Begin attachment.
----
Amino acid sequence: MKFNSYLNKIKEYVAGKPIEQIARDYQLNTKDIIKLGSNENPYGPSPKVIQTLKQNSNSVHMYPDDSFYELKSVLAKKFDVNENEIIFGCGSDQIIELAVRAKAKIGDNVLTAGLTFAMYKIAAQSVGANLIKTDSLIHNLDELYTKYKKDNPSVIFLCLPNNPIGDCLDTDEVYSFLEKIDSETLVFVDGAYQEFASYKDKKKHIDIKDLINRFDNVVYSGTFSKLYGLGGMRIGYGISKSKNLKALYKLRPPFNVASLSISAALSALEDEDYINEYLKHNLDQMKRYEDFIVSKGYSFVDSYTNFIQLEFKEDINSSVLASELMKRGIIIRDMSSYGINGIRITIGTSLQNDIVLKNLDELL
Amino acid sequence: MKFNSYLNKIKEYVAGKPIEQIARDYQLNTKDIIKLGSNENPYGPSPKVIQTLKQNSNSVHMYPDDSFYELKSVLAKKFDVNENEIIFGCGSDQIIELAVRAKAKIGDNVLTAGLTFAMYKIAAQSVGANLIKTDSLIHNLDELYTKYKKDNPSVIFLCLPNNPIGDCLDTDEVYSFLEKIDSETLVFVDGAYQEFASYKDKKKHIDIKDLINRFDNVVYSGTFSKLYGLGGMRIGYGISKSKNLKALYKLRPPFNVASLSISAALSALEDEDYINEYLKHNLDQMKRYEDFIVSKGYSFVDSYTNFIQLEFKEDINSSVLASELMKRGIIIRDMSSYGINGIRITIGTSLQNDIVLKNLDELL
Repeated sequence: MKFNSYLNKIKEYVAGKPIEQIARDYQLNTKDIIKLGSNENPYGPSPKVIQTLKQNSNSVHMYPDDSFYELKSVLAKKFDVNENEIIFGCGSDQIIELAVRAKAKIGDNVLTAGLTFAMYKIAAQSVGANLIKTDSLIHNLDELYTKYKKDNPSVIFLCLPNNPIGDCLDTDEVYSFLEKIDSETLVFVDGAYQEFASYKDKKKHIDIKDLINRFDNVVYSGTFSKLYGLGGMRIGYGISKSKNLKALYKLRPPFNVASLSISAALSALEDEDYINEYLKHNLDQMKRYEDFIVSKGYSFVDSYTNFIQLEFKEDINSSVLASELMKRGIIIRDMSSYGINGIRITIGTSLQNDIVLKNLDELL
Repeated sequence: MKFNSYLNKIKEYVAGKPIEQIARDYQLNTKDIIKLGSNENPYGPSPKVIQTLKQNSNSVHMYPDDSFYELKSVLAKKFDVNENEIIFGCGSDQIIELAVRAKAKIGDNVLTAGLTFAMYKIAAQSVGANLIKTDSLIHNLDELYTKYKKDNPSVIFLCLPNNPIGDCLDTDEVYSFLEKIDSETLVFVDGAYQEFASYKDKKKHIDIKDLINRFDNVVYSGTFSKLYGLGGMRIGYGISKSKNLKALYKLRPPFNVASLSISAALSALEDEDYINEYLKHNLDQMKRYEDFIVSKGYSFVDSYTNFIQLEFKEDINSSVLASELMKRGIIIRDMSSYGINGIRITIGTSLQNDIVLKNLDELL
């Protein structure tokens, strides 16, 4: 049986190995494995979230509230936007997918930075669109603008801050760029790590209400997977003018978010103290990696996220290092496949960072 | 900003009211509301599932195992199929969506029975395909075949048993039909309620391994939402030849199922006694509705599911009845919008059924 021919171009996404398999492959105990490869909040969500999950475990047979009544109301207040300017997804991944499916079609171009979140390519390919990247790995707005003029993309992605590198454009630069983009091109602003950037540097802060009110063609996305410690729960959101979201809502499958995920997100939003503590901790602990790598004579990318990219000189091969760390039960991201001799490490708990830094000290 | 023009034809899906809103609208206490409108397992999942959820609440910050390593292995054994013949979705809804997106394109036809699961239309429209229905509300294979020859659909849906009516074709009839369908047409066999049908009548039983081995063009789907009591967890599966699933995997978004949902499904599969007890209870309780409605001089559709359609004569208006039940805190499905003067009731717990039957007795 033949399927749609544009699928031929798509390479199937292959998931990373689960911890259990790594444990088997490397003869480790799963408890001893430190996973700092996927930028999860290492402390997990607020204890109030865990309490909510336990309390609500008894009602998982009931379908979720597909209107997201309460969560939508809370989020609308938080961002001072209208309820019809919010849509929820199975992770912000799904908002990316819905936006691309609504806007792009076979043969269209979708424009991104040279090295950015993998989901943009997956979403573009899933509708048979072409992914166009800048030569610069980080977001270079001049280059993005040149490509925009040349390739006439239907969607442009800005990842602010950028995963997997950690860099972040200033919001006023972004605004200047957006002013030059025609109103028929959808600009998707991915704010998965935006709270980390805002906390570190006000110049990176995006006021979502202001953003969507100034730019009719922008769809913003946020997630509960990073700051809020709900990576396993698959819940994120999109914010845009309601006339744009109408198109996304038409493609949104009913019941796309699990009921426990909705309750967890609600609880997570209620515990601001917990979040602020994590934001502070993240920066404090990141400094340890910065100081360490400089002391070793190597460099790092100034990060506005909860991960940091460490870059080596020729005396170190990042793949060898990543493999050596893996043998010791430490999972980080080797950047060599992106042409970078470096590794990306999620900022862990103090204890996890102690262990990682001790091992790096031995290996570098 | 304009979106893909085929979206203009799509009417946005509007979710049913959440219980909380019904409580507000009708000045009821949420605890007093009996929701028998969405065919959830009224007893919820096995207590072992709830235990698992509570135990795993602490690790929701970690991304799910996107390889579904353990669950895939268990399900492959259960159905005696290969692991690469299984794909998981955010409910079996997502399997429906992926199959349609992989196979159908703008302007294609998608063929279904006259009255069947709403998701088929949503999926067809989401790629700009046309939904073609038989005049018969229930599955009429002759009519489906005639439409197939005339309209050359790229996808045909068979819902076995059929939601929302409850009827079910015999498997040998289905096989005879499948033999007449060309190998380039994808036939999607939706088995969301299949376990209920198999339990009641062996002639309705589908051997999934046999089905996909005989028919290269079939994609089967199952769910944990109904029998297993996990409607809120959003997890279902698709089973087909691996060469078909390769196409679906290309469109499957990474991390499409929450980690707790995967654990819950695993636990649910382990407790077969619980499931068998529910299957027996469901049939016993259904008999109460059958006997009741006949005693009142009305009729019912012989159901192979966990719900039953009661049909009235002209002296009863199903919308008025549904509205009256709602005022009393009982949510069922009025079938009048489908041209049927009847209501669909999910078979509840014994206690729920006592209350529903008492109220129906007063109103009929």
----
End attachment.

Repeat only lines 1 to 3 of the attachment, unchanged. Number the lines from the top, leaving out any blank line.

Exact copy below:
Amino acid sequence: MKFNSYLNKIKEYVAGKPIEQIARDYQLNTKDIIKLGSNENPYGPSPKVIQTLKQNSNSVHMYPDDSFYELKSVLAKKFDVNENEIIFGCGSDQIIELAVRAKAKIGDNVLTAGLTFAMYKIAAQSVGANLIKTDSLIHNLDELYTKYKKDNPSVIFLCLPNNPIGDCLDTDEVYSFLEKIDSETLVFVDGAYQEFASYKDKKKHIDIKDLINRFDNVVYSGTFSKLYGLGGMRIGYGISKSKNLKALYKLRPPFNVASLSISAALSALEDEDYINEYLKHNLDQMKRYEDFIVSKGYSFVDSYTNFIQLEFKEDINSSVLASELMKRGIIIRDMSSYGINGIRITIGTSLQNDIVLKNLDELL
Amino acid sequence: MKFNSYLNKIKEYVAGKPIEQIARDYQLNTKDIIKLGSNENPYGPSPKVIQTLKQNSNSVHMYPDDSFYELKSVLAKKFDVNENEIIFGCGSDQIIELAVRAKAKIGDNVLTAGLTFAMYKIAAQSVGANLIKTDSLIHNLDELYTKYKKDNPSVIFLCLPNNPIGDCLDTDEVYSFLEKIDSETLVFVDGAYQEFASYKDKKKHIDIKDLINRFDNVVYSGTFSKLYGLGGMRIGYGISKSKNLKALYKLRPPFNVASLSISAALSALEDEDYINEYLKHNLDQMKRYEDFIVSKGYSFVDSYTNFIQLEFKEDINSSVLASELMKRGIIIRDMSSYGINGIRITIGTSLQNDIVLKNLDELL
Repeated sequence: MKFNSYLNKIKEYVAGKPIEQIARDYQLNTKDIIKLGSNENPYGPSPKVIQTLKQNSNSVHMYPDDSFYELKSVLAKKFDVNENEIIFGCGSDQIIELAVRAKAKIGDNVLTAGLTFAMYKIAAQSVGANLIKTDSLIHNLDELYTKYKKDNPSVIFLCLPNNPIGDCLDTDEVYSFLEKIDSETLVFVDGAYQEFASYKDKKKHIDIKDLINRFDNVVYSGTFSKLYGLGGMRIGYGISKSKNLKALYKLRPPFNVASLSISAALSALEDEDYINEYLKHNLDQMKRYEDFIVSKGYSFVDSYTNFIQLEFKEDINSSVLASELMKRGIIIRDMSSYGINGIRITIGTSLQNDIVLKNLDELL